In the NFC Championship Game, Pettine tried to counter the 49ers with more base defense than he’d played most of the season. This was the “physical” play. B.J. Goodson and Blake Martinez’s athletic limitations hamstrung the defense anyway. They couldn’t get to outside zone runs or redirect to close down cutback lanes. Even with the speed of guys like Darnell Savage and Adrian Amos, their angles, processing speed, and tackling helped doom Green Bay.
To be sure, Preston and Za’Darius Smith needed to set a better edge, an issue of physicality, but plenty of teams who don’t consistently win 1-on-1 battles up front field better defenses.
Think of what the Buccaneers executed against the Packers offense. Green Bay couldn’t get Lucas Patrick or Elgton Jenkins to the second level to Tampa’s linebackers because they played too quickly, diagnosing the play and getting to the spot. Lavonte David and Devin White combine to be one of the most athletic linebacker duos in the league. Their speed ate up the Packers, not their physicality. Closing fast to the ball often results in impressive collisions, but the Green Bay didn’t get physically overpowered with brute strength. Speed swarmed them.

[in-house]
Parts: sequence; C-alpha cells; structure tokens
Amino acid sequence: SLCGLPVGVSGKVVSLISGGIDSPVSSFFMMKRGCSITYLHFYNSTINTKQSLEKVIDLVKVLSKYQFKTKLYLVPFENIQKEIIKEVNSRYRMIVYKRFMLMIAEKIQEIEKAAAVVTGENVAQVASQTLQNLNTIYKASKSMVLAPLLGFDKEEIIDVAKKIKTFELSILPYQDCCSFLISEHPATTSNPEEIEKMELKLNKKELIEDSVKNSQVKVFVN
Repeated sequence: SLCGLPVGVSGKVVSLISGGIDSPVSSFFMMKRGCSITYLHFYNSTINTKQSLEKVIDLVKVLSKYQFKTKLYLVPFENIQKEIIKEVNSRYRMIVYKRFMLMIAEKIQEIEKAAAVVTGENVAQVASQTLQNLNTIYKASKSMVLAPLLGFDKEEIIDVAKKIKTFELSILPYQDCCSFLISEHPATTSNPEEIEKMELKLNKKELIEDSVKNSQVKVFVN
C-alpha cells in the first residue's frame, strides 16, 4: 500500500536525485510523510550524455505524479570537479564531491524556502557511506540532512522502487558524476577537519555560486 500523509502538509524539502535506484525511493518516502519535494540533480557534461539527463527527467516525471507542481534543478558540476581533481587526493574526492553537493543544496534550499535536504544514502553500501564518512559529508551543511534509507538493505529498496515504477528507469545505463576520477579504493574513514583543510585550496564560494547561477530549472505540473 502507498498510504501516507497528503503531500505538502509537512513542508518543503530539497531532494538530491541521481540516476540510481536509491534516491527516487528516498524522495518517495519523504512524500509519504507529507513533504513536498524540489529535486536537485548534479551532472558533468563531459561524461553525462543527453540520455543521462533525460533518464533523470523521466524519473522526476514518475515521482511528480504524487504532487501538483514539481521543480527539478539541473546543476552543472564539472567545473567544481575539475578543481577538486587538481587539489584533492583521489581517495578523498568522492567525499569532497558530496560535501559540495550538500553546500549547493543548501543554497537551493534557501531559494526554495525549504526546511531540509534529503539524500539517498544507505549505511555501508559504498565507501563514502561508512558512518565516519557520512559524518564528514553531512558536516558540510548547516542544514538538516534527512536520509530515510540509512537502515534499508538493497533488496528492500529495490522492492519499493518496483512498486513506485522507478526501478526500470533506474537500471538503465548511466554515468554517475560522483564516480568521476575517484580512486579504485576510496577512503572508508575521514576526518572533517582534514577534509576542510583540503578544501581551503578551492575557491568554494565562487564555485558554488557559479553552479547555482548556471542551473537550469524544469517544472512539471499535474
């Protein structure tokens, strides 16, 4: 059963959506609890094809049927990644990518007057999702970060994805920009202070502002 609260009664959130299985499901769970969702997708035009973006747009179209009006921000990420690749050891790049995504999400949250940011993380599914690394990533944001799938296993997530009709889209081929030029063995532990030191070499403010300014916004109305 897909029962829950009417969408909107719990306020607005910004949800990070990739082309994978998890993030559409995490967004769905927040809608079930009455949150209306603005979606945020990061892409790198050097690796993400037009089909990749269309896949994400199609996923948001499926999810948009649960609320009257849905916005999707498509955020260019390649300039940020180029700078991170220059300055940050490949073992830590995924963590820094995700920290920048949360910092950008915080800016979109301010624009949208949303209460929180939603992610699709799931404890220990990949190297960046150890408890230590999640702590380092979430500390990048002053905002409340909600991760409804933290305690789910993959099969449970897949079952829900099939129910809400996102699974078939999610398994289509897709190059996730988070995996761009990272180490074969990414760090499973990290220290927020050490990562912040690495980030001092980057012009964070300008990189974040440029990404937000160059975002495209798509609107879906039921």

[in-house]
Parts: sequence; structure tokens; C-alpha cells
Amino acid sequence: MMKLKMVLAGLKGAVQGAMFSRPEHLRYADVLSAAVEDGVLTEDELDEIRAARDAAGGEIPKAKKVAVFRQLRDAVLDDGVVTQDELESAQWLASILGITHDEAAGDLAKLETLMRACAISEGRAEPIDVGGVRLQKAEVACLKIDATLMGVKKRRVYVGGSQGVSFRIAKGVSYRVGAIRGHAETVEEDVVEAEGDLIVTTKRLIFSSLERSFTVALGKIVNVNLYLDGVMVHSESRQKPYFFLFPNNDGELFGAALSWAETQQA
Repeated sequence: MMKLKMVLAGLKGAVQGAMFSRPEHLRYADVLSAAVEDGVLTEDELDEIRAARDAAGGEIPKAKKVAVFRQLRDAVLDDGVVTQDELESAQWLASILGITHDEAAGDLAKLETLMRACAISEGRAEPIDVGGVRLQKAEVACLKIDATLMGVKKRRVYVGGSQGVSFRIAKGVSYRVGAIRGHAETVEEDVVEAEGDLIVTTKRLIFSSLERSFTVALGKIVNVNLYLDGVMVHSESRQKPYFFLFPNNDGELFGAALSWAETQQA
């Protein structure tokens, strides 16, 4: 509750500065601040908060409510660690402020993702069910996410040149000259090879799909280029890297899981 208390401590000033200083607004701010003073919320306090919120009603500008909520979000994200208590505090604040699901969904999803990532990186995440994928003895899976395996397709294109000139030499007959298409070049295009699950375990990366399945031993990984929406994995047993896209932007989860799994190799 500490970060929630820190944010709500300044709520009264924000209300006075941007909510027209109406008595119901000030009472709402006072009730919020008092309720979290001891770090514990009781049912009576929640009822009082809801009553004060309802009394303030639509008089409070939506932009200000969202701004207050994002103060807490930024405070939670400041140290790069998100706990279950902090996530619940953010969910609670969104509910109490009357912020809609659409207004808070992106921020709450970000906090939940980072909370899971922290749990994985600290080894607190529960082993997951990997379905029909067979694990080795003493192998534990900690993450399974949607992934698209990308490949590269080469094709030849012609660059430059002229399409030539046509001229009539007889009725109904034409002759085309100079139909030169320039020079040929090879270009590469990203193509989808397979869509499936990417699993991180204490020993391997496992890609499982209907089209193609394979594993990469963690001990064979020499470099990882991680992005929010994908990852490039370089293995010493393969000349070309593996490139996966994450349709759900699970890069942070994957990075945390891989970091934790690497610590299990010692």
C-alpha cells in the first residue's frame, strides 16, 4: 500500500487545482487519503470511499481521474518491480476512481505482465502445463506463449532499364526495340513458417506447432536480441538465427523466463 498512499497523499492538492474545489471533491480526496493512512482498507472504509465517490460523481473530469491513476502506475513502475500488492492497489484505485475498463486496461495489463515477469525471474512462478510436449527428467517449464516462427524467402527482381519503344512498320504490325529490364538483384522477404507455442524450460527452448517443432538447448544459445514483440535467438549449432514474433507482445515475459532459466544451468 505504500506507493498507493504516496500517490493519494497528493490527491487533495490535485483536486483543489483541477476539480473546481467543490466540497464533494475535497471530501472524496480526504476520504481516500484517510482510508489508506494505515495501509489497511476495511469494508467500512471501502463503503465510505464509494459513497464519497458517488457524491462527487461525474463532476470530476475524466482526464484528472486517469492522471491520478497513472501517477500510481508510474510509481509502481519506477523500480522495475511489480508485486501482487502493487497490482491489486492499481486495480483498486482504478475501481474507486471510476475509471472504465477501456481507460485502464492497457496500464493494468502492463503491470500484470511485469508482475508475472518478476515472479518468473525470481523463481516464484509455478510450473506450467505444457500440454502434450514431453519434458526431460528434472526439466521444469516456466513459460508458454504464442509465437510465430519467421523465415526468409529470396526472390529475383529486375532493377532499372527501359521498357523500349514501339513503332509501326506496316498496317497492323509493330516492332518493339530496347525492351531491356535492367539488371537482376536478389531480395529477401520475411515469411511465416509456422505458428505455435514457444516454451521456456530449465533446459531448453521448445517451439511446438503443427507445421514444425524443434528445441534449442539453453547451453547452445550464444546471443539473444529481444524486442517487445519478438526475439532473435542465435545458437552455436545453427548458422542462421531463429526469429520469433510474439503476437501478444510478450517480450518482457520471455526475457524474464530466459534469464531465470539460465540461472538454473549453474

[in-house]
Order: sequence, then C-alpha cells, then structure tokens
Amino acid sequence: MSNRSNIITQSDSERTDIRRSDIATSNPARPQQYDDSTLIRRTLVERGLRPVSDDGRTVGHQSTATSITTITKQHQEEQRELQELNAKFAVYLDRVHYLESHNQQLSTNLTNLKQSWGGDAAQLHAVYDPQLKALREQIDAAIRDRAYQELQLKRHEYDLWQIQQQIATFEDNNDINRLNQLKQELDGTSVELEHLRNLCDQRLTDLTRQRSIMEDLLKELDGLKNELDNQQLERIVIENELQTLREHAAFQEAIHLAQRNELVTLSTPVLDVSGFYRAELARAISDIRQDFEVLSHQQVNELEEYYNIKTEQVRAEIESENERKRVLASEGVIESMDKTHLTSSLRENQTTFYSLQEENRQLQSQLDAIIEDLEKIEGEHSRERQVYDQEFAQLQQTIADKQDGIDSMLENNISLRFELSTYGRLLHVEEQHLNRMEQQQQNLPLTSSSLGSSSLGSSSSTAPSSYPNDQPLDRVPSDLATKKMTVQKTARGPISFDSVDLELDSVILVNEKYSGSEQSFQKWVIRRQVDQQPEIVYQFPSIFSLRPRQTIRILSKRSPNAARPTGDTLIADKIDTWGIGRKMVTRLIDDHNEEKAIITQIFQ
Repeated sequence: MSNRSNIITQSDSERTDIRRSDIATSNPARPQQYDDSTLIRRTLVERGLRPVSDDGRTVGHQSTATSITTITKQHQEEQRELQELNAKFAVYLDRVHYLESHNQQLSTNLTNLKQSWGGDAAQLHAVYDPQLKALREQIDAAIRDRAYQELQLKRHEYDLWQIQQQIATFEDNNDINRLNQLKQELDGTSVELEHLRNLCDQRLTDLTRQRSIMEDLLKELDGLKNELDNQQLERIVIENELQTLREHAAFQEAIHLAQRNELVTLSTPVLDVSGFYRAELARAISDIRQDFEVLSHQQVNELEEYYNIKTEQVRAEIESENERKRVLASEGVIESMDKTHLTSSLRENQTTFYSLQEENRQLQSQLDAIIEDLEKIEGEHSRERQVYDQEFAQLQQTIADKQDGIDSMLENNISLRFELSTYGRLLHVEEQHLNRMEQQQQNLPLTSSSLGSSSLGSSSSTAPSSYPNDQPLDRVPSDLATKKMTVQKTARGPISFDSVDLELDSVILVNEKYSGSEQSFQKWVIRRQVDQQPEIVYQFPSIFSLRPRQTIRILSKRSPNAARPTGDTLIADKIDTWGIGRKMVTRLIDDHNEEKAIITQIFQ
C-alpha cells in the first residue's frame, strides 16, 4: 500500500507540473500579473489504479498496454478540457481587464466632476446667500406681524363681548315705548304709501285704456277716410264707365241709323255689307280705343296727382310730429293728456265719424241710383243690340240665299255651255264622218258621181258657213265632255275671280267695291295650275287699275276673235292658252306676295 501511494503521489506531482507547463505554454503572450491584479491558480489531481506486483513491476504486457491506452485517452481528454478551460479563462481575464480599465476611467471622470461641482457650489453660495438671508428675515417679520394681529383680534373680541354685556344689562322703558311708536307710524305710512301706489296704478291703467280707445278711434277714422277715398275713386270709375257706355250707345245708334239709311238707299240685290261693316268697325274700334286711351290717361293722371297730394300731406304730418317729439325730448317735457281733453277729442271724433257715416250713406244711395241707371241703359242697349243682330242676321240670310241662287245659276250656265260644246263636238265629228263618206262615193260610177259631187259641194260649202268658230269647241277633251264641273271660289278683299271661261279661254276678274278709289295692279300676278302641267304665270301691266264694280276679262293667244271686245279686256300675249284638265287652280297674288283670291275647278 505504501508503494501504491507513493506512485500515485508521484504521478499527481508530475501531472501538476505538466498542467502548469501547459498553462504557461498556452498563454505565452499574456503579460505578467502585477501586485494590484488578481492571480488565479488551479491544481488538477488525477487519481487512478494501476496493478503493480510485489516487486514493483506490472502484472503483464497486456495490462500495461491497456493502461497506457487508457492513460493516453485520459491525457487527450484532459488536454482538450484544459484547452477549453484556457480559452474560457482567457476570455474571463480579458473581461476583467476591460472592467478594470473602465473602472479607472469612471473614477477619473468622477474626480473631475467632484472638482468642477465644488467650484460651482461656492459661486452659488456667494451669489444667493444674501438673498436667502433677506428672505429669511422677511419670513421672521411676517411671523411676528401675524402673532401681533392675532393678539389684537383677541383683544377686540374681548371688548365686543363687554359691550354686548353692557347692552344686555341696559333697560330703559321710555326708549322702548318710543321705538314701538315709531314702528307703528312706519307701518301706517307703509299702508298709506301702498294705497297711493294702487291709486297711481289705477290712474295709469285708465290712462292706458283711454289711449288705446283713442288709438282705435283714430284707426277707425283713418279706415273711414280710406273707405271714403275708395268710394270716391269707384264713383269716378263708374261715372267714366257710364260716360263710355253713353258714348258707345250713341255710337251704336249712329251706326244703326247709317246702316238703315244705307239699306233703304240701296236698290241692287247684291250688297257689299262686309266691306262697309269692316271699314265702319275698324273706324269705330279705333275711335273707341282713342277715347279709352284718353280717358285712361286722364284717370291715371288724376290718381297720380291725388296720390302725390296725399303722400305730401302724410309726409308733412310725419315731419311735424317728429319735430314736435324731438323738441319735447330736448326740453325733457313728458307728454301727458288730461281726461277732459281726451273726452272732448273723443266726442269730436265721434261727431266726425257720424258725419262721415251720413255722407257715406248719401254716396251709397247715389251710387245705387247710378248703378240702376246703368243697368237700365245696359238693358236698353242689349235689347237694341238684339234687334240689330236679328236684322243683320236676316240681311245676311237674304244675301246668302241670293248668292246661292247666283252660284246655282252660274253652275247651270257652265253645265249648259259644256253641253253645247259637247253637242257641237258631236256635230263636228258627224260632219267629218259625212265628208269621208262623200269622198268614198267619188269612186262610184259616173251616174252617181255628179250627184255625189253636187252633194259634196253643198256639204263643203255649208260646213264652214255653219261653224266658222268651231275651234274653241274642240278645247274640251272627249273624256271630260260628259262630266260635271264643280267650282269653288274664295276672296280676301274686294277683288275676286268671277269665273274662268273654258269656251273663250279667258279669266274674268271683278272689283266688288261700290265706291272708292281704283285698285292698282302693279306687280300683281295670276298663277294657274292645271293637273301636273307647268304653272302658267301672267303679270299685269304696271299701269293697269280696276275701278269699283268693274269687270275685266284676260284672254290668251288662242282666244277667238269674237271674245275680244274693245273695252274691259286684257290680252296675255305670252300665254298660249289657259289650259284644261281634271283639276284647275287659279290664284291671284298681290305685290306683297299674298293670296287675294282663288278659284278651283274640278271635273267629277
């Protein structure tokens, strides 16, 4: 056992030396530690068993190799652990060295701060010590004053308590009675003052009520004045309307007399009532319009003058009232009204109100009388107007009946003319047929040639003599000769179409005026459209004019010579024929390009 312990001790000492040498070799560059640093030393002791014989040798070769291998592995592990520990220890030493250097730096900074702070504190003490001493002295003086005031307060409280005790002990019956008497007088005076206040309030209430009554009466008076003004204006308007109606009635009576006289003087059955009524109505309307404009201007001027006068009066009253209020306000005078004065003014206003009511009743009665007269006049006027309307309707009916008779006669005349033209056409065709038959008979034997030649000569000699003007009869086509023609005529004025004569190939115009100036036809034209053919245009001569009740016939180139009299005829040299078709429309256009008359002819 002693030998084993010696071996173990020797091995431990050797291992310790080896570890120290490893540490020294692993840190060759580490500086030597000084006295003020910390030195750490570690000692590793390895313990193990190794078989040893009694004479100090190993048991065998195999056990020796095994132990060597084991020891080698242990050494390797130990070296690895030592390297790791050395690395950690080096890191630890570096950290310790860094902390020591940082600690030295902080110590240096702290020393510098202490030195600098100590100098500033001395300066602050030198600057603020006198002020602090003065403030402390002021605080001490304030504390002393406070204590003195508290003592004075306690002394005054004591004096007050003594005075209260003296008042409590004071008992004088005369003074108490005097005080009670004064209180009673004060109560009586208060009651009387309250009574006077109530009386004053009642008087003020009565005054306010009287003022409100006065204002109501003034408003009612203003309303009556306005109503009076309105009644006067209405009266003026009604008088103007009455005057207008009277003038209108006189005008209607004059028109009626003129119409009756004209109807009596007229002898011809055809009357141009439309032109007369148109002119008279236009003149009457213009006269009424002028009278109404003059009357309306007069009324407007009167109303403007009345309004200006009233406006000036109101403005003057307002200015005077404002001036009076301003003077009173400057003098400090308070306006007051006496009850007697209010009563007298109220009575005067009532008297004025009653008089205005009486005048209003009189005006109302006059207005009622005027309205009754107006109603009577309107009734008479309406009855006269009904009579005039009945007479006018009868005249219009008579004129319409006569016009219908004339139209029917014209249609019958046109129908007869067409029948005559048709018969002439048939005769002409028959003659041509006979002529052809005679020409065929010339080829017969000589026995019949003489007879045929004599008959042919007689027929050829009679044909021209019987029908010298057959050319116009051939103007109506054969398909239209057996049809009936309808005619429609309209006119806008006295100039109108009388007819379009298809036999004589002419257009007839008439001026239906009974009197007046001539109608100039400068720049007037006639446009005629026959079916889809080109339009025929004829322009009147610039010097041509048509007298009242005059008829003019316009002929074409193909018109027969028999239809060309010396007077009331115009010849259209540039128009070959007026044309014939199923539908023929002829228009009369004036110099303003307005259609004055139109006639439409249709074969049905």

Look at the Seahawks, who came into Week 9 at 28th in ESPN’s Run Stop Win Rate, but who have a top-10 defense against the run by DVOA. It’s not because their defensive line controls the line of scrimmage consistently or is more physical. It’s because they have Bobby Wagner, one of the best linebackers of his generation and a physical marvel with speed, strength, and agility to be a force in every facet.
This is likewise true on the offense side of the ball. We often think about losing in the trenches as a battle of brute force, but pass rush requires considerably more than pure strength. In fact, one of the big knocks on a player like Rashan Gary coming out of college was that, for all his physical gifts, he lacked the refinement to win in pass rush situations.